Taroko National Park, Taiwan

Taroko National Park is the one natural wonder in Taiwan that is not to be missed. Taiwan and specifically Taroko National Park is the site where two tectonic plates meet. Earthquakes here are fairly regular and make for an ever-changing, amazing natural landscape.

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From Vietnam I flew into Taipei for a 4 day Taiwan adventure. Taiwan is small but because of the mountains, travel across the country can take some time. I wanted to keep Taipei as my home base while in Taiwan so I found a daytrip that included a round-trip flight to Hualien (20 minutes in the air), a city close to Taroko National Park, in an effort to save time and maximize my time.

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My guide for the day, a retired environmental engineer who worked in and on Taroko National Park for decades, picked up my 4 person group from the airport and spent the day teaching us about the natural landscape. He was probably the most interesting guide I’ve had because he had so much random information about the park due to the fact both him and his father helped build and maintain the structures and hiking trails within it.

The crowded entrance:


Our early flight enabled the group to get to a few places before the masses descended upon the park. This is a popular place and most tours of Taiwan make a daytrip here.

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An easy five kilometer hike under the red bridge and along the gorge had a turn-around point in an area where the native tribe lives. They sell a few trinkets and jewelry but the homemade boar sausage with mountain litsea (a shrub leaf) and mulberry juice was where the hikers flocked.

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I ate it all including the weird, lemony green leaf! A tasty breakfast:

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The walk back was along the same pretty trail going out. There is an additional section to the trail that going further into the gorge but you have to have a permit and a half day to spend on this section alone.

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Since we are on a time crunch of sorts, the group proceeded to my favorite spot of the day- Changchun (Eternal Spring) Shrine.


Set high up in the mountainside, the drive towards it was magnificent.

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A short hike over a bridge and through a cave bring you straight to the shrine.

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A bit disconcerting is that there are signs  that ask you not to dawdle as falling rocks in Taroko National Park are common and they don’t want the tourists to get crushed. Eek! Moving right along…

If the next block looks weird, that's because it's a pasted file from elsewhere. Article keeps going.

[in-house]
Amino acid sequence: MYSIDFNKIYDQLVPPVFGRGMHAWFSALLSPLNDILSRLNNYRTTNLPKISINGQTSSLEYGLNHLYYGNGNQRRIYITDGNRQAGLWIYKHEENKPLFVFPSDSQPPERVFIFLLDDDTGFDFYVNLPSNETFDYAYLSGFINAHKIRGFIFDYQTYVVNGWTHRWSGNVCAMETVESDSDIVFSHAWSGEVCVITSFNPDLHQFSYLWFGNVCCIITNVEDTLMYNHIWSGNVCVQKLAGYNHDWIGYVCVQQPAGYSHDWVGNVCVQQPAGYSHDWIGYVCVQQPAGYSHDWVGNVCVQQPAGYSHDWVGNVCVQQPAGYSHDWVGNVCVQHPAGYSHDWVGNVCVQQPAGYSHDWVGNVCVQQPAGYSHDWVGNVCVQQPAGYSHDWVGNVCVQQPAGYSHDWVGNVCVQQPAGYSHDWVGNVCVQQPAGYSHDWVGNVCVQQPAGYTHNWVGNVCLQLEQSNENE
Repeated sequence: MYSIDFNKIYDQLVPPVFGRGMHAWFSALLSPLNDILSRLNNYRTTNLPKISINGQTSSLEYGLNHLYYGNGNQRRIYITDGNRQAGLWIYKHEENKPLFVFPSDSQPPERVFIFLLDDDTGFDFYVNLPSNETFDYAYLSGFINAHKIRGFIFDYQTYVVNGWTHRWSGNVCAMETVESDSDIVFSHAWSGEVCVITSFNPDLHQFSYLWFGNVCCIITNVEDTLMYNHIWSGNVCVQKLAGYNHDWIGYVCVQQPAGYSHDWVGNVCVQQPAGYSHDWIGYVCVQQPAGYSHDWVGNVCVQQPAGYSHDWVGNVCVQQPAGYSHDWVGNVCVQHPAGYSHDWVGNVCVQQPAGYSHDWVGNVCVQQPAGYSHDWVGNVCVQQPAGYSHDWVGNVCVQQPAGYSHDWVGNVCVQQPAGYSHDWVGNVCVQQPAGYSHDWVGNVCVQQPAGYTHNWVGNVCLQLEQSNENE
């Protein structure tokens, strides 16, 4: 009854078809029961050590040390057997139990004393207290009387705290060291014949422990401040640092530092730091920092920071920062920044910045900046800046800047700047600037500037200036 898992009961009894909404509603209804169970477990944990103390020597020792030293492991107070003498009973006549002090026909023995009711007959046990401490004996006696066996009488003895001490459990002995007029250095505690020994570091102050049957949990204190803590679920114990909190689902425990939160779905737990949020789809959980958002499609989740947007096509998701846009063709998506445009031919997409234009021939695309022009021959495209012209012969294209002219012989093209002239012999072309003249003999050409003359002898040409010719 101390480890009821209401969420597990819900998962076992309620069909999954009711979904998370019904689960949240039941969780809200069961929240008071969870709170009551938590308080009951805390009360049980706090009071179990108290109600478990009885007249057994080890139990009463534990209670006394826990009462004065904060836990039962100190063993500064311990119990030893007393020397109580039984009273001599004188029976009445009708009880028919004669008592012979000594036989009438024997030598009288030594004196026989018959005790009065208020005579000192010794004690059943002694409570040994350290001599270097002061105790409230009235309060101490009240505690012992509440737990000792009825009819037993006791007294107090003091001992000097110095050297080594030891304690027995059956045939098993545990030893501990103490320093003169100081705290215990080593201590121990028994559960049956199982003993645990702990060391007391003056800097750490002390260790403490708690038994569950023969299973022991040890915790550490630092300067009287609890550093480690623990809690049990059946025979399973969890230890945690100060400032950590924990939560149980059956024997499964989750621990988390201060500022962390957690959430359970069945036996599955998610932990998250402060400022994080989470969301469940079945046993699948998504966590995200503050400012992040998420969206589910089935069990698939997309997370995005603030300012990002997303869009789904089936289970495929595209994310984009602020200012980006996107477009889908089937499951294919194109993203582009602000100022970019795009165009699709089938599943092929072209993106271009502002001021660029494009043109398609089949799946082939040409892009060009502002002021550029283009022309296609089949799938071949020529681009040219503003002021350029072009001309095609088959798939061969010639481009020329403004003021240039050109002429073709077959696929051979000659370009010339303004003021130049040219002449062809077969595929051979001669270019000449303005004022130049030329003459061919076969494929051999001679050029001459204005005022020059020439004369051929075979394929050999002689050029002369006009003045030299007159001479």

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The Taroko Visitors Center had many exhibits about Taroko National Park and how it was formed. Our guide had gone over most of it so we didn’t spend much time inside and went to lunch.

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Lunch was delicious. I ordered the native food selection which included chicken, rice, soup, an orange, papaya salad, and some other things I had no idea what they were. Plus iced coffee.

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After lunch was the gorge walk along the Liwu River, the greatest natural scenes of the whole day. Tourists get to wear helmets that you can pick up at different stations around the national park for free. Helmets are required in certain areas because of falling rocks.

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Also they make quite the fashion statement.


Another hike inside the Taroko National Park was about 2 miles long and ended at one of the campsites inside the park. We were supposed to see monkeys but the monkeys did not get the memo that they needed to hang out by the side of the trails.

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At sunset, we left the park and headed for the pebble Qixingtan beach. There is no swimming on this beach because of the dangerous undertow. Taiwan doesn’t have any natural barriers (i.e. reefs or other landmasses) because it was formed by the meeting of tectonic plates.

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We had an hour to spend at the Dongdamen night market before headed to the airport. Here there are only 4 flights per day and no one goes more than 30 minutes before their flight.

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After seeing some really interesting food choices, I opted for a scallion veggie pancake ($1.25). There were sushi, grilled meats, fruit, noodle soups, stir-fries, and more to choose from.

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Two members of my group got lost in a non-crowded market and ended up being 20 minutes late to our meeting point. I got bored of waiting and went and got some ice cream of sorts. From the flavors below I ordered papaya which was shaved into a cup and topped with sweetened condensed milk.

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It was delicious but huge! I ended up sharing it with my new tour friends (once they actually arrived at the meeting point).

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After racing to the airport, we boarded our quick 20 minute flight back to Taipei. It was an eventful and wonderful day at Taroko National Park with My Taiwan Tours. I highly recommend this trip. Doing the flights (20 minutes)  versus the train (3 hours one way) was definitely the way to go if your time in Taiwan is short.

Reader Question: Have you ever flown somewhere not work related that was only for one day? This was a first for me!

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